JAKARTA • Thousands of Indonesian security forces will be deployed at a rally on Friday against Jakarta's Christian governor, to prevent a repeat of the violence that marred a protest earlier this month, police said yesterday.
About 22,000 - mostly police officers and soldiers, as well as some paramedics - will be on the streets for the rally against Governor Basuki Tjahaja Purnama, widely known by his nickname Ahok, who has caused anger in the world's most populous Muslim-majority country by allegedly insulting Islam.
Police said they expect at least 150,000 protesters to turn out for the demonstration against Ahok, who is also a member of Indonesia's small ethnic Chinese minority.
The authorities named Ahok a suspect in a blasphemy investigation earlier this month after Muslim groups demanded he be prosecuted for allegedly insulting the Quran while campaigning for the governorship elections.
The controversy is being seen as a test of religious tolerance in Indonesia, where minorities have increasingly come under attack. Some observers say it is also as much about politics, accusing the governor's rivals of whipping up anger in a bid to reduce his support.
After a massive demonstration against Ahok on Nov 4 turned violent in its later stages, with one man dying as Muslim hardliners battled police, the authorities are taking no chances ahead of Friday's rally.
The authorities named Ahok a suspect in a blasphemy investigation... after Muslim groups demanded he be prosecuted for allegedly insulting the Quran while campaigning for the governorship elections. The controversy is being seen as a test of religious tolerance in Indonesia, where minorities have increasingly come under attack. Some observers say it is also as much about politics, accusing the governor's rivals of whipping up anger in a bid to reduce his support.
Police have restricted the area of the protest to a park around the National Monument in Central Jakarta and said the demonstration will take place from 8am to 1pm.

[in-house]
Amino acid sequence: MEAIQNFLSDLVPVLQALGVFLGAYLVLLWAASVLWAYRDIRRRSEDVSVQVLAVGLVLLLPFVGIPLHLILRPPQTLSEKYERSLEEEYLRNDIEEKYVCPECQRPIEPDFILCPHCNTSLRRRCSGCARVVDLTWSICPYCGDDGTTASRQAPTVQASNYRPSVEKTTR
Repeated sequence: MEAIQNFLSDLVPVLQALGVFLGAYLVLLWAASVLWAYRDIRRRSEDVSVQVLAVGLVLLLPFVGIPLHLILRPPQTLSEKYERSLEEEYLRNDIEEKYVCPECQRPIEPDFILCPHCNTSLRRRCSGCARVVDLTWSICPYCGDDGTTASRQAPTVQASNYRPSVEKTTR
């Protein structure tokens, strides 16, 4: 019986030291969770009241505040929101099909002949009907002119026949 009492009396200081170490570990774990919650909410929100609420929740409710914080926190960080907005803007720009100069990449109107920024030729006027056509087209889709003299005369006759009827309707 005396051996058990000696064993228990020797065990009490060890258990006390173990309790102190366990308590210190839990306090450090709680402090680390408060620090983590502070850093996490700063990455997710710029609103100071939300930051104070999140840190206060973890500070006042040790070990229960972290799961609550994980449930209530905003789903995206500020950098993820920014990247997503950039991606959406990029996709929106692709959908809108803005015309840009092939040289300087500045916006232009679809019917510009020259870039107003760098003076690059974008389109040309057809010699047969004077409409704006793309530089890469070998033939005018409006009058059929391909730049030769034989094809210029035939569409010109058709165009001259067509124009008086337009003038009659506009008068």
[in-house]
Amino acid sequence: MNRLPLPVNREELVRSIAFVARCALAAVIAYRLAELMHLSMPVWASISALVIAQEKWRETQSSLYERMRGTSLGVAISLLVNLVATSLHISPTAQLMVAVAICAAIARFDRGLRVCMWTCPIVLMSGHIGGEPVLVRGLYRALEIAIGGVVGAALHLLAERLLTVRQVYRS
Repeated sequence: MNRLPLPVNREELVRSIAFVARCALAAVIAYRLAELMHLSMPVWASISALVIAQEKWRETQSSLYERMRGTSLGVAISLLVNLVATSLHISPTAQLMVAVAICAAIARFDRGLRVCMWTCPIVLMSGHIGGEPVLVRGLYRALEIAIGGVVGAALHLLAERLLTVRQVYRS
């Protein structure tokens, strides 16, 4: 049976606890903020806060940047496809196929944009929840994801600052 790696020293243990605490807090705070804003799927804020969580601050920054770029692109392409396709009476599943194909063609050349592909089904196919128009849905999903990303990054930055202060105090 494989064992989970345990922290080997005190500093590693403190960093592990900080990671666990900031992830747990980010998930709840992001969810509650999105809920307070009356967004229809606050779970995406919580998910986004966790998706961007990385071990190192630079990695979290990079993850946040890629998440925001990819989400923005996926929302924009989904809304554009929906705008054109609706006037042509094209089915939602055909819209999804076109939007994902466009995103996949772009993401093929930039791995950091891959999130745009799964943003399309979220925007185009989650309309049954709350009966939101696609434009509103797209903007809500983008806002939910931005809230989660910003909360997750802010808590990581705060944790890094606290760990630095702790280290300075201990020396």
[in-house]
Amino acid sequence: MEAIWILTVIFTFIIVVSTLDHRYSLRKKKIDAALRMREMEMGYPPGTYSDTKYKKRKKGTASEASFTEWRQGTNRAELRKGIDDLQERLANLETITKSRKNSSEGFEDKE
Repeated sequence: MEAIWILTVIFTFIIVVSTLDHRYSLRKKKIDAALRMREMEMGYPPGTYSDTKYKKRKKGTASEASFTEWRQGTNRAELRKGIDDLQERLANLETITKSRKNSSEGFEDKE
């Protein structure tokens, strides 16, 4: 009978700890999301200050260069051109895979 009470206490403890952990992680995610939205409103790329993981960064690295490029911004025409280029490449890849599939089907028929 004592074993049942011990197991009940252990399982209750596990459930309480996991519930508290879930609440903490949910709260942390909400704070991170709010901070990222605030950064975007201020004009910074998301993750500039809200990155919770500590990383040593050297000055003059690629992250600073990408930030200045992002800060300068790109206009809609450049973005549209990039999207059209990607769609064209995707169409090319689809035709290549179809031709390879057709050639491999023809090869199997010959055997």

National police spokesman Boy Rafli Amar yesterday detailed the security plans for a mass prayer initiated by the National Movement to Safeguard the Indonesian Ulema Council's Fatwa.
He urged protesters not to bring any weapons. "It's forbidden to bring sharp weapons, like sharpened bamboo," he said, adding that at the earlier protest some people had used bamboo flagpoles to attack officers.
He pointed out that the security personnel would not bring arms to the mass prayer because they had promised to take a persuasive approach to deal with the participants of the demonstration.
He also said a second security ring will include areas where government offices are located, such as Jalan Medan Merdeka Utara, Jalan Medan Merdeka Selatan, Jalan Medan Merdeka Timur and Jalan Medan Merdeka Barat.
A third security ring will include other government offices and hotels, such as Jalan Veteran, Lapangan Banteng, Hotel Indonesia traffic circle, Tanah Abang, Jalan Abdul Muis and Jalan K H Hasyim Ashari.
The spokesman said youth from several Muslim organisations will help the police monitor for any potential public disturbances.
The controversy began in September when Ahok accused his opponents of using a verse from the Quran, which suggests Muslims should not choose non-Muslims as leaders, in order to trick people into voting against him.
Even though Ahok has already been named a suspect, hardliners are now demanding his arrest before an expected trial.
The governor - who faces up to five years in jail if found guilty - has vowed that he will still contest the February election.
AGENCE FRANCE-PRESSE, JAKARTA POST/ASIA NEWS NETWORK